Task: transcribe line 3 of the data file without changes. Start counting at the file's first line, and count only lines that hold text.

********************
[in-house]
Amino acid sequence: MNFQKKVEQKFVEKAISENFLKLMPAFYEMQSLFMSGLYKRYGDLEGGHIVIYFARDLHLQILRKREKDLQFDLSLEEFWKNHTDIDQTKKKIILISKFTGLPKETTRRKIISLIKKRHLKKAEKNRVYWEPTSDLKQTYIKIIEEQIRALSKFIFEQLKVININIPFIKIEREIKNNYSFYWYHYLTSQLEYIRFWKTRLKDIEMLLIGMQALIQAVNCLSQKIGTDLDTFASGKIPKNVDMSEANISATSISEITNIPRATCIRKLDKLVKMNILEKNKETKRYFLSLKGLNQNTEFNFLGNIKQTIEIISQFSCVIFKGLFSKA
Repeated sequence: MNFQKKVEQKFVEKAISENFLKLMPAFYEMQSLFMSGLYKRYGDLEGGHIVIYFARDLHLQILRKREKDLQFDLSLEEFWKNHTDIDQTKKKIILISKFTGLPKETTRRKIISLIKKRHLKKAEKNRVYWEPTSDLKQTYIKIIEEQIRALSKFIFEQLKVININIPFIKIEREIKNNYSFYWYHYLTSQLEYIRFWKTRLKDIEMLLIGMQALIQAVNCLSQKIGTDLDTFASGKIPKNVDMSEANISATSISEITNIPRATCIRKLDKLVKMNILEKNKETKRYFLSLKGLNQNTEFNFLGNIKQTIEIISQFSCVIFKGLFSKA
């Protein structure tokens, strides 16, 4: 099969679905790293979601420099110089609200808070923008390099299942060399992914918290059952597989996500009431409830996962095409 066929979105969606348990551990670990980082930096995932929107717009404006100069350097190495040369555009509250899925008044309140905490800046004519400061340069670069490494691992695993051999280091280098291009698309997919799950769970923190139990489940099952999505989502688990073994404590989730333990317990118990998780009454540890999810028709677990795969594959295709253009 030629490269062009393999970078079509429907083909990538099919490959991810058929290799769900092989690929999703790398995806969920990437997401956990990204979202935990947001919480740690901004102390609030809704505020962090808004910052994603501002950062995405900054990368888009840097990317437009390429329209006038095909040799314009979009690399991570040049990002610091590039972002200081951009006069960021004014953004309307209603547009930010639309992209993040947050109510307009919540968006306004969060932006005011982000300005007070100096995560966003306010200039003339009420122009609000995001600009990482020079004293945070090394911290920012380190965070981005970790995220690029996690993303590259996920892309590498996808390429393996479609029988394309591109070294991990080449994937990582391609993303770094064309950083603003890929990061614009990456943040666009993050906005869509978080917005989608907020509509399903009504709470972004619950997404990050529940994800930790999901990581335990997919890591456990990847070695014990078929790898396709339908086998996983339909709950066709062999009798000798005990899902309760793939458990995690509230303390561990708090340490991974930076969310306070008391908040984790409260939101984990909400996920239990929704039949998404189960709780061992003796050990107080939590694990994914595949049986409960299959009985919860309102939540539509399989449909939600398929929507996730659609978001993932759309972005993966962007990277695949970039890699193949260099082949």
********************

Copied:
Repeated sequence: MNFQKKVEQKFVEKAISENFLKLMPAFYEMQSLFMSGLYKRYGDLEGGHIVIYFARDLHLQILRKREKDLQFDLSLEEFWKNHTDIDQTKKKIILISKFTGLPKETTRRKIISLIKKRHLKKAEKNRVYWEPTSDLKQTYIKIIEEQIRALSKFIFEQLKVININIPFIKIEREIKNNYSFYWYHYLTSQLEYIRFWKTRLKDIEMLLIGMQALIQAVNCLSQKIGTDLDTFASGKIPKNVDMSEANISATSISEITNIPRATCIRKLDKLVKMNILEKNKETKRYFLSLKGLNQNTEFNFLGNIKQTIEIISQFSCVIFKGLFSKA